Pulitzer Prize Winning Author
Jared Diamond To Speak At UNH’s Undergraduate Research Conference
Contact: Denise Hart
UNH Media Relations
Apri. 6, 2005
Editors, News Directors: Jared Diamond may be available for telephone
or email interviews in advance of his visit to UNH. Please contact
Denise Hart at 603-862-1462 or firstname.lastname@example.org
for more information. A downloadable, high-resolution photograph
is available at: http://www.unh.edu/news/img/jareddiamond.jpg
DURHAM, N.H. – Jared Diamond, professor of geography and physiology
at UCLA, will visit the University of New Hampshire April 27, 2005
to discuss his new book Collapse: How Societies Choose to Fail
or Succeed as a featured event of UNH’s sixth annual Undergraduate
“We are very pleased to host Jared Diamond as our Undergraduate
Research Conference keynote speaker and to make what should be a
very stimulating presentation available to the larger seacoast community,”
says John Aber, vice president for research and public service.
Diamond’s talk takes place at 7 p.m. in the Field House on
UNH’s Durham campus and is free and open to the public, but
advance reservations are strongly recommended to ensure seating.
Advance registration for tickets is available by calling 862-0405
or online at: http://www.unh.edu/urc,
which also lists the full schedule of public events for the Undergraduate
Research Conference at UNH’s Durham and Manchester campuses.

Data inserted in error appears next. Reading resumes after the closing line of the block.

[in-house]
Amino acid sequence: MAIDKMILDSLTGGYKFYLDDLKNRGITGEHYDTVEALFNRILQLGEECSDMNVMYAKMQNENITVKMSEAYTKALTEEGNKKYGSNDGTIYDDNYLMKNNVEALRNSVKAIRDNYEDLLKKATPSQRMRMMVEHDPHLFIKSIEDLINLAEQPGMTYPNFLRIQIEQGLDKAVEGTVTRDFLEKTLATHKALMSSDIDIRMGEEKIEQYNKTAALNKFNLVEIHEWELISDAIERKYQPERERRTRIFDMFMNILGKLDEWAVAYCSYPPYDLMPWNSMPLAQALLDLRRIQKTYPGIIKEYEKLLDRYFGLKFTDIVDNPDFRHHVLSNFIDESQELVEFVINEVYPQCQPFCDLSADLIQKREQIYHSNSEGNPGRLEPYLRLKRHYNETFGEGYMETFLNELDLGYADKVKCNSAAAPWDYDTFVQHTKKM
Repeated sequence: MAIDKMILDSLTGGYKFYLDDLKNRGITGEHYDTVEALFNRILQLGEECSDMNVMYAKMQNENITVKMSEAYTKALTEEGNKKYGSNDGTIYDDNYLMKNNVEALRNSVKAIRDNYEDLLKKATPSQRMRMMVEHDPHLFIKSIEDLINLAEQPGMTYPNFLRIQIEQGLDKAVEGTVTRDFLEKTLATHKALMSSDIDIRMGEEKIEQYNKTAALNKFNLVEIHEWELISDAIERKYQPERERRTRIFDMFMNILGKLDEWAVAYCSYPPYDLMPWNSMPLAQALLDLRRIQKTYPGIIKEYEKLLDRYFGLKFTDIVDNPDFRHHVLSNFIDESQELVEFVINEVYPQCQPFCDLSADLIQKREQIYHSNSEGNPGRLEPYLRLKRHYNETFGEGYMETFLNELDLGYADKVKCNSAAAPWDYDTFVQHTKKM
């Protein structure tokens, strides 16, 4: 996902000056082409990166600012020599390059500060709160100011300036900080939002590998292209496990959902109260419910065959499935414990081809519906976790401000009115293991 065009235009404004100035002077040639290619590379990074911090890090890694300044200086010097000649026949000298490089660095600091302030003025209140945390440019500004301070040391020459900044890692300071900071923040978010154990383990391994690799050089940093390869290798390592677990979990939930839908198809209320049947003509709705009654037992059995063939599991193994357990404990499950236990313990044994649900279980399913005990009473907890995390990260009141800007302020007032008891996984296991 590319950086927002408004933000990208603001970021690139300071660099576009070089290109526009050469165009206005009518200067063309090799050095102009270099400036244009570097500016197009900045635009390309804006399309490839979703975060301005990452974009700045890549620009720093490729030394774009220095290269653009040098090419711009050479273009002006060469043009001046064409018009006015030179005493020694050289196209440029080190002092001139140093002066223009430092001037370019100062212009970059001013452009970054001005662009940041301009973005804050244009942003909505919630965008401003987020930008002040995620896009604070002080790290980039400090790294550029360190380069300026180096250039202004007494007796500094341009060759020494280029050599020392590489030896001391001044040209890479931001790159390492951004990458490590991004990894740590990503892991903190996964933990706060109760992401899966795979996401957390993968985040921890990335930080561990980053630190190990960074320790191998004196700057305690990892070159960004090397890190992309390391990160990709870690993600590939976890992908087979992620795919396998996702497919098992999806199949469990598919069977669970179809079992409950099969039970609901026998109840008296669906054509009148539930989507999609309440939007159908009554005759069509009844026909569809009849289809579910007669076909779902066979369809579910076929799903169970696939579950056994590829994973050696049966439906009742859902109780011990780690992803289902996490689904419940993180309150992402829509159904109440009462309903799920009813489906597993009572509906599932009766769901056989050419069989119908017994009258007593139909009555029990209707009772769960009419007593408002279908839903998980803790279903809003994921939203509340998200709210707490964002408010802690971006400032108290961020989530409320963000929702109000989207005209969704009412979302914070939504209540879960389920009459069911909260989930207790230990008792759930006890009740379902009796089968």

Parking is available at nearby A-lot; no parking passes are needed
after 6 p.m.
Diamond, whose research interests include integrative and evolutionary
physiology, explores environmental and structural factors to understand
why societies succeed in the world and what causes various civilizations
throughout history to fail. His previous book, Guns, Germs and Steel,
winner of the 1998 Pulitzer Prize for general nonfiction, explores
why Western societies have risen to dominate world affairs. A three-part
PBS special television series based on Guns, Germs and Steel will
air this year.
Collapse explores the reasons why advanced societies like the Mayans,
Easter Islanders and Anasazi seem to suddenly disappear and how
grave conflicts like the Rwandan genocide in current societies bring
a society to the point of collapse.
These societies carry a message and warning for present-day civilizations
that in Diamond’s research points to five factors: mismanagement
of the ecosystem elements like soil and water that support life;
climate change; shifts in trading partners; enemies; and the society’s
political, economic and social responses to these changes.
A book signing with Diamond immediately follows his address.